Attempting to drive cultural change through prescriptive regulation is likely to be less effective and sustainable than measures that encourage each institution to find its own means of restoring the trust of its customers. Addressing the issue of culture on a principles basis which can be adopted to reflect the nature, risk and business activities of an institution avoids the risk of unintended and adverse consequences that would arise from a more prescriptive, industry-wide approach.

That said, we should remember that the Financial Services Authority aspired to be a principles-based regulator, rather than one that relied on enforcement as its primary tool. As we move to a new regulatory structure, it is reasonable to expect that a principles-based approach may still need to be supported by certain targeted regulation and a consistent approach to enforcement that visibly penalises (and therefore, should deter) rogue behaviour.

Ensuring a set of principles-based recommendations are effectively enforced and monitored will be difficult. However, increased (and in some cases excessive) public and media scrutiny of this sector could assist in holding banks and bankers to account.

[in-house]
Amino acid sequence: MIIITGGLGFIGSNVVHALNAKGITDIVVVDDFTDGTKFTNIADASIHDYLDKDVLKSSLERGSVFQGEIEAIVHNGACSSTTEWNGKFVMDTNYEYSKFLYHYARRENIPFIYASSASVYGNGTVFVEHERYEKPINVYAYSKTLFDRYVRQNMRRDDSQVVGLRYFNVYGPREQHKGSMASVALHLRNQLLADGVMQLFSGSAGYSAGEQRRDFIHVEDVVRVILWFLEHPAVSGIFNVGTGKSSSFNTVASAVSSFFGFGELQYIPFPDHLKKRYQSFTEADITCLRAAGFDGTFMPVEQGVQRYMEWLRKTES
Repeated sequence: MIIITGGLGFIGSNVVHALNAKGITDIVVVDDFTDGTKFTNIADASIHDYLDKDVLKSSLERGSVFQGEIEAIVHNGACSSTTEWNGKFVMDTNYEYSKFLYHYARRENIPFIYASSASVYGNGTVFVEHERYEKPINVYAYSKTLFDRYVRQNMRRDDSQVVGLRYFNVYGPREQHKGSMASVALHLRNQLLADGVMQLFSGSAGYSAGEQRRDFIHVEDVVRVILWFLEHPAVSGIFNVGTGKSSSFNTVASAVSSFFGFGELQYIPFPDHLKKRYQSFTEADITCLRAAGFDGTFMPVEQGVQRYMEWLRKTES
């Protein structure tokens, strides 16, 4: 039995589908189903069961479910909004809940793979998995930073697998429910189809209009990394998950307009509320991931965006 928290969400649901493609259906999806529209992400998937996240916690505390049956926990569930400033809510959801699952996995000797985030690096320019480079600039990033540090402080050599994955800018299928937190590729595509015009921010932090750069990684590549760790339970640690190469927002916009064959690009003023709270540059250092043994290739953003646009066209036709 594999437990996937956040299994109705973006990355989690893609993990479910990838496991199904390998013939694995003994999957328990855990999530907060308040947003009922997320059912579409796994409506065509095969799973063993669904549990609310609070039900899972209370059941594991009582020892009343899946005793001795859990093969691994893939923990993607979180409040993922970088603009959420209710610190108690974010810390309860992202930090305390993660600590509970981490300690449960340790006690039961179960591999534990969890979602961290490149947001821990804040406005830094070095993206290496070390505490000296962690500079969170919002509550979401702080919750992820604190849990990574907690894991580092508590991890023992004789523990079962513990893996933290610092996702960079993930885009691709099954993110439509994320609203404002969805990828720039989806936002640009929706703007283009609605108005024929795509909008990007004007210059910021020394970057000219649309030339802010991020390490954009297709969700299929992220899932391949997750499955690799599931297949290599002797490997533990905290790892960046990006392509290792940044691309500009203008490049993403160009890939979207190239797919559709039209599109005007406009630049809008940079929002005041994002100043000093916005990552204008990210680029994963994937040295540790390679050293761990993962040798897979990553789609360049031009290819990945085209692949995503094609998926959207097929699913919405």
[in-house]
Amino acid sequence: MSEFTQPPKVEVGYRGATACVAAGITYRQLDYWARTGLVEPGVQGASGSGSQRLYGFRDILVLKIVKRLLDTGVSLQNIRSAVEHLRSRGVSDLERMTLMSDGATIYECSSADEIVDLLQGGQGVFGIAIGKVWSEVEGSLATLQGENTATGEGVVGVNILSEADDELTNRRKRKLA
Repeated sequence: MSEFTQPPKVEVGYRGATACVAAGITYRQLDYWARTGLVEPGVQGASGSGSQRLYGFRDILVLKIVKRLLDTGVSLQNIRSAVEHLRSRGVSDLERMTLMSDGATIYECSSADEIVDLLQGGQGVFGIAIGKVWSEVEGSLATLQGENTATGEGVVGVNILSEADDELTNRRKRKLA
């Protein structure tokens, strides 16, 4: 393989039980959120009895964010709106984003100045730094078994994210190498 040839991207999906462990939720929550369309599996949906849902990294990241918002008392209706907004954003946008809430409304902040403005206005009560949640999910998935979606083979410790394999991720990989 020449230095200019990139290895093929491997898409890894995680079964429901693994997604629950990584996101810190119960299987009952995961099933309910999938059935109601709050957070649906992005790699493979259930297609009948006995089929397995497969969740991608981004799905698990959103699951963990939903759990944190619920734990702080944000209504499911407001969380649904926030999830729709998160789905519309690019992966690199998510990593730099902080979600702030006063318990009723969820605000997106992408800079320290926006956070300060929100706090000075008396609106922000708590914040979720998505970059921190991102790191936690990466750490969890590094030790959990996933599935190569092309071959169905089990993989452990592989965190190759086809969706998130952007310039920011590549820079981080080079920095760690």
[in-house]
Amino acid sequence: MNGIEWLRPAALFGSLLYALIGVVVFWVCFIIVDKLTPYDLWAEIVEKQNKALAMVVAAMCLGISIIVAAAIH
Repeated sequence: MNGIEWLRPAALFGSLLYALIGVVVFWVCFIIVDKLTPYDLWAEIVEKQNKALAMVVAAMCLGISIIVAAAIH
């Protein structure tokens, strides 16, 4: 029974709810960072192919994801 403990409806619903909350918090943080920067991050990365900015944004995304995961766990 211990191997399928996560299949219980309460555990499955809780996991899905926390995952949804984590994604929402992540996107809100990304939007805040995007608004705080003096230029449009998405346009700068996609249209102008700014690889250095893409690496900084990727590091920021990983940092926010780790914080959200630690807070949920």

A more ethos-driven culture should incorporate the following three themes:

· Setting the tone from the top

· Increased personal responsibility

· Retail banks operating as service centres rather than shops

Setting the tone from the top

The tone set by senior management is critical in defining the culture of an organisation. This has been recognised in other areas of legislation such as the anti-bribery law. Here, the Ministry of Justice issued official guidance for companies based on six principles, one of which is ‘top level commitment’, comprised of: internal and external communication of the commitment to zero tolerance to bribery, and top-level involvement in bribery prevention.

Establishing a set of values at the top of the organisation whereby business activity is driven, and success measured, not solely on profits but also in terms of customer satisfaction should encourage a culture where serving the customers’ needs is prioritised with the belief that good service will yield returns. While values exert influence over attitudes, and attitudes influence behaviour, studies of corporate culture suggest that it requires more than just a statement of values by senior management to change the culture of an organisation. [10] Ethics and compliance programmes need to translate into an ethical culture throughout the organisation. Research [11] suggests that three actions were particularly important in creating an ethical culture: setting a good example; keeping promises and commitments; and supporting others in adhering to ethics standards.